I am a member of the Society of Environmental Journalists, the Canadian Science Writers' Association, and The Writers Union of Canada and an alumnus of the Institutes for Journalism & Natural Resources (IJNR), having attended the July 2009 Puget Sound Institute. In 2008, I was Writer in Residence at Berton House in Dawson City, Yukon, for three months.
My favourite leisure activities include gardening, singing, and exploring wild places. I live in Victoria, British Columbia, with fellow writer Mark Zuehlke.
Beavers, those icons of industriousness, have been gnawing down trees, building dams, shaping the land, and creating critical habitat in North America for at least a million years. Once one of the continent’s most ubiquitous mammals, they ranged from the Atlantic to the Pacific, and from the Rio Grande to the edge of the northern tundra. Wherever there was wood and water, there were beavers ? 60 million (or more) ? and wherever there were beavers, there were intricate natural communities that depended on their activities. Then the European fur traders arrived.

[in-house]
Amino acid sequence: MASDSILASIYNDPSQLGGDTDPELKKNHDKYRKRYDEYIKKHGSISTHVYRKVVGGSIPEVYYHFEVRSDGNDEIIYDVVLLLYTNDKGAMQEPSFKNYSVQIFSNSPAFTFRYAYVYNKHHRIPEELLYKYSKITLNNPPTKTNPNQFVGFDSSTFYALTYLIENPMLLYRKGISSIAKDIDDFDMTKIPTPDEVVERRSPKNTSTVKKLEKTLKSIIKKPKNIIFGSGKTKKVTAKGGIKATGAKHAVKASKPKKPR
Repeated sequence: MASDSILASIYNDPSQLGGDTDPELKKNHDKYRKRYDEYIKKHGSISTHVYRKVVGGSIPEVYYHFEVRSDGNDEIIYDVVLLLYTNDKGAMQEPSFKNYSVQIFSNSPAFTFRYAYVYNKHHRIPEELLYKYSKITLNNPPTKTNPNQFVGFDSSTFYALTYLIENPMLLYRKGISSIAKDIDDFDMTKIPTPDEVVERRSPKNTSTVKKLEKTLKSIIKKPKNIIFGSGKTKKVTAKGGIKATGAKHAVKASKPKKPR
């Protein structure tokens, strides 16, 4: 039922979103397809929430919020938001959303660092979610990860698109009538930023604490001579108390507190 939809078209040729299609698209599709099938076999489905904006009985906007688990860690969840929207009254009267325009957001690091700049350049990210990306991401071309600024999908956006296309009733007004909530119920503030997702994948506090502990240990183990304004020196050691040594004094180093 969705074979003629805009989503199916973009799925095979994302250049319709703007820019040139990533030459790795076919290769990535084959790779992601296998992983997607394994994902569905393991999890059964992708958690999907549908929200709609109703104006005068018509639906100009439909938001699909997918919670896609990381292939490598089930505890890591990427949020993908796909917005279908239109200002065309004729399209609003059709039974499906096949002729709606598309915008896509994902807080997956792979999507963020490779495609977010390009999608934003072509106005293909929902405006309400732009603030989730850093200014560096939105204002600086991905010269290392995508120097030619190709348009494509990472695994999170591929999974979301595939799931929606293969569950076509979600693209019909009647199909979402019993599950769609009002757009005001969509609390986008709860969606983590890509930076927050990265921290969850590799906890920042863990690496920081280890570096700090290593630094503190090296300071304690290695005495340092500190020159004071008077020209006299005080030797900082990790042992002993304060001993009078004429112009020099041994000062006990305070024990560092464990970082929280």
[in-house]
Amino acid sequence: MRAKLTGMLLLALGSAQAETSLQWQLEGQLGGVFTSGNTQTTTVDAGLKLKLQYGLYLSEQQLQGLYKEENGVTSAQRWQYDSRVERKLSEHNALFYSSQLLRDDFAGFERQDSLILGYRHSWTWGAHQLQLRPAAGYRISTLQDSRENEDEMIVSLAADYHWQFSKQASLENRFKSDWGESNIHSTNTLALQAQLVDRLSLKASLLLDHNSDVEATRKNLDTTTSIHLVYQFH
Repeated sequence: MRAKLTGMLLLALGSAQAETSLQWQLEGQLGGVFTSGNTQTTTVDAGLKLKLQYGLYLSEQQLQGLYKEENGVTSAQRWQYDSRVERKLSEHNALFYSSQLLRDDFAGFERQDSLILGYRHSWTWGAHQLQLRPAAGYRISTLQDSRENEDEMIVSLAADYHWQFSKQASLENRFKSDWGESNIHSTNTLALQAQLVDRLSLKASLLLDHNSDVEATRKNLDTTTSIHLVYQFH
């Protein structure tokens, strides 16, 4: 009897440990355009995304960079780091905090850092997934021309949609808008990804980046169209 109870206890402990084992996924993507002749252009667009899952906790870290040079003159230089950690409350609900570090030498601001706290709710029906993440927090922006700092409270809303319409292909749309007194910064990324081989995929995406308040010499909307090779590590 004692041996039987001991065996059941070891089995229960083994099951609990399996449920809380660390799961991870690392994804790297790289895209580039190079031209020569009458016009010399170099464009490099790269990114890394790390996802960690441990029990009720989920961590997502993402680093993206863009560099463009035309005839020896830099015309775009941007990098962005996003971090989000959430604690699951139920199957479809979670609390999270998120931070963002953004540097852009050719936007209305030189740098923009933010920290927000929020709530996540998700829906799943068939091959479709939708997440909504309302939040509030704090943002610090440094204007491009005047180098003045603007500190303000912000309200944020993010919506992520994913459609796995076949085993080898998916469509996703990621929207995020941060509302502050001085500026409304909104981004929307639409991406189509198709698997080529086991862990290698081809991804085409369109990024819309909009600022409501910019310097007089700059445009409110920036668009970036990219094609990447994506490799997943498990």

In Once They Were Hats, Frances Backhouse examines humanity’s 15,000-year relationship with Castor canadensis, and the beaver’s even older relationship with North American landscapes and ecosystems. From the waterlogged environs of the Beaver Capital of Canada to the wilderness cabin that controversial conservationist Grey Owl shared with pet beavers; from a bustling workshop where craftsmen make beaver-felt cowboy hats using century-old tools to a tidal marsh where an almost-lost link between beavers and salmon was recently found, Backhouse goes on a journey of discovery to find out what happened after we nearly wiped this essential animal off the map, and how we can learn to live with beavers now.